Choosing An Advisor
Selecting a financial advisor is a highly personal decision. After all, the advisor will be learning some of the most important things about you, such as your dreams and aspirations, your family history, and your complete financial picture. You need to be fully comfortable with your selection of an advisor, based on your assessment of his or her integrity, training, experience, and services that will be provided.
While some aspects of making your selection will be unique to your circumstances, there is one aspect on which the choice should be clear. You should seek an advisor who is committed to having a fiduciary relationship in which your best interests come first.
In a fiduciary relationship, the advisor will exercise his or her best efforts to act in good faith and in the best interests of the client. The advisor will provide written disclosure to the client prior to the engagement of the advisor, and thereafter throughout the term of the engagement, of any conflicts of interest, which will or reasonably may compromise the impartiality or independence of the advisor. The advisor, or any party in which the advisor has a financial interest, will not receive any compensation or other remuneration that is contingent on any client's purchase or sale of a financial product. The advisor will not receive a fee or other compensation from another party based on the referral of a client or the client's business.
Here are questions you can ask to help determine if a particular advisor or advisory firm is right for you.
- What is your educational background?
- What are your financial planning credentials (designations) and affiliations?
- How long have you been offering financial planning services?
- Describe your financial planning work experience.
- Describe your typical client.
- Do you have clients who might be willing to speak with me about your services?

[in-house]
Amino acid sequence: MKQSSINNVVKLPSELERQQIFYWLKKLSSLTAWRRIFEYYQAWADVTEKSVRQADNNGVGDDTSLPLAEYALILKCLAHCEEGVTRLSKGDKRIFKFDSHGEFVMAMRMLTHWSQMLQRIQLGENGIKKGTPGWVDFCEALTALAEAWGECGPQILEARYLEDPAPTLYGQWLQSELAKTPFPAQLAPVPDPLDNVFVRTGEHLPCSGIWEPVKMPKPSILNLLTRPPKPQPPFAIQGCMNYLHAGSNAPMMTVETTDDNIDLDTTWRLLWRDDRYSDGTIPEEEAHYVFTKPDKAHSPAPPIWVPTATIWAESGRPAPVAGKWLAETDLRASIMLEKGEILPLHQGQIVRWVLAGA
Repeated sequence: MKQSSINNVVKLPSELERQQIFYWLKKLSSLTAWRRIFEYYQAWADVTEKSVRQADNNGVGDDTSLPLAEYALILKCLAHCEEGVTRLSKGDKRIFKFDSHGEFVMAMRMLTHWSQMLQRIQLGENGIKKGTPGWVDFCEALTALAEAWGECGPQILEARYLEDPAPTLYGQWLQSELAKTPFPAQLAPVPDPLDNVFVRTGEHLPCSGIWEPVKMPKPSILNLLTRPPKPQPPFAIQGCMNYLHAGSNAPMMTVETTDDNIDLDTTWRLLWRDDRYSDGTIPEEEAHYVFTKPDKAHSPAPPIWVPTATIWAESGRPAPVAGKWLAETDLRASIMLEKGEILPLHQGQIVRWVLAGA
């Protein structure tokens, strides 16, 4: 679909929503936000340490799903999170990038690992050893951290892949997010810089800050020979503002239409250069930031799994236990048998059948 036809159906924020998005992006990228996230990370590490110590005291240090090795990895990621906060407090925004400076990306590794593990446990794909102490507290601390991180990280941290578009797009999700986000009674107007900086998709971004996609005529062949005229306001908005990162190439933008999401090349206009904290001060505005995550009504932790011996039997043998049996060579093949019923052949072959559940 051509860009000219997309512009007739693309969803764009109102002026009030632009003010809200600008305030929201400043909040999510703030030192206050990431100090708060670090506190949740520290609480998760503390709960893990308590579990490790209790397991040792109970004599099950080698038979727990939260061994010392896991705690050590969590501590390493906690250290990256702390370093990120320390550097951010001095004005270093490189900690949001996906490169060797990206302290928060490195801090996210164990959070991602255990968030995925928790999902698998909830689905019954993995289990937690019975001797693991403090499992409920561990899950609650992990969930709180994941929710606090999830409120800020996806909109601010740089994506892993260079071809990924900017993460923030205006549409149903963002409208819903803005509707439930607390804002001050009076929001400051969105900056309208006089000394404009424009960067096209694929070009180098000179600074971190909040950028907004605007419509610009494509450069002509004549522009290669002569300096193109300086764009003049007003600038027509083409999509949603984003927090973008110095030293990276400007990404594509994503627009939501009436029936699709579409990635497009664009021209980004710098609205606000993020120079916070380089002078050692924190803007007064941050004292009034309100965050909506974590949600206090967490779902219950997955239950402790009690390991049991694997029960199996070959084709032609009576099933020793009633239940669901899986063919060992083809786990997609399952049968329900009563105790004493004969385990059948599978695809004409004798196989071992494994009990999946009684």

- Will you provide me with references from other professionals?
- Have you ever been cited by a professional or regulatory governing body for disciplinary reasons?
- Why did you choose to become a financial planner?
- How many clients do you personally work with?
- How many clients does your firm work with?
- How often do you communicate with clients?
- Are you currently engaged in any other business?
- Will you or an associate of yours work with me?
- How do you handle conflict and disagreement?
- Will you sign an oath to act as a fiduciary?
- Do you have a business continuity plan?
- What would make our partnership a success?
- How is your firm compensated, and how is your compensation calculated?
- Can I see the agreement describing your compensation and the services that will be provided in advance of the engagement?
- Does any member of your firm act as general partner, participate in, or receive compensation from investments you may recommend to me?
- Do you receive referral fees from other professionals?
- Do you receive on-going income from any mutual funds you recommend?
- Are there financial incentives for you to recommend certain financial products?
- Do you offer advice on all the areas of financial planning?
- Do you provide a wide-ranging, written analysis of my financial situation and recommendations?
- Does your financial planning service include recommendations for specific investments or investment products?
- Do you offer assistance with implementation of the plan?
- Do you offer continuous, on-going investment advisory services, including advice on non-investment-related financial issues?
- Do you take custody of, or have access to, my assets?
- What is your overall investment philosophy?
- If you were to provide me on-going investment advisory services, do you require “discretionary” trading authority over my investment accounts?
- Can you provide a sample portfolio?
Keep in mind that many of the questions above do not have “right” answers. Your goal is to understand what the advisor will be doing for you, and to determine whether the advisor will be working in your best interests. An answer requiring an explanation is not necessarily a cause for concern. Give the prospective advisor an opportunity to explain his or her responses, and ask yourself, “Can I have a long-term relationship with this advisor?”
Selecting an advisor is an important decision and developing a relationship takes time. Make sure you select an advisor with whom you are willing to devote the time and energy necessary to establish a long-standing relationship built upon trust and confidence.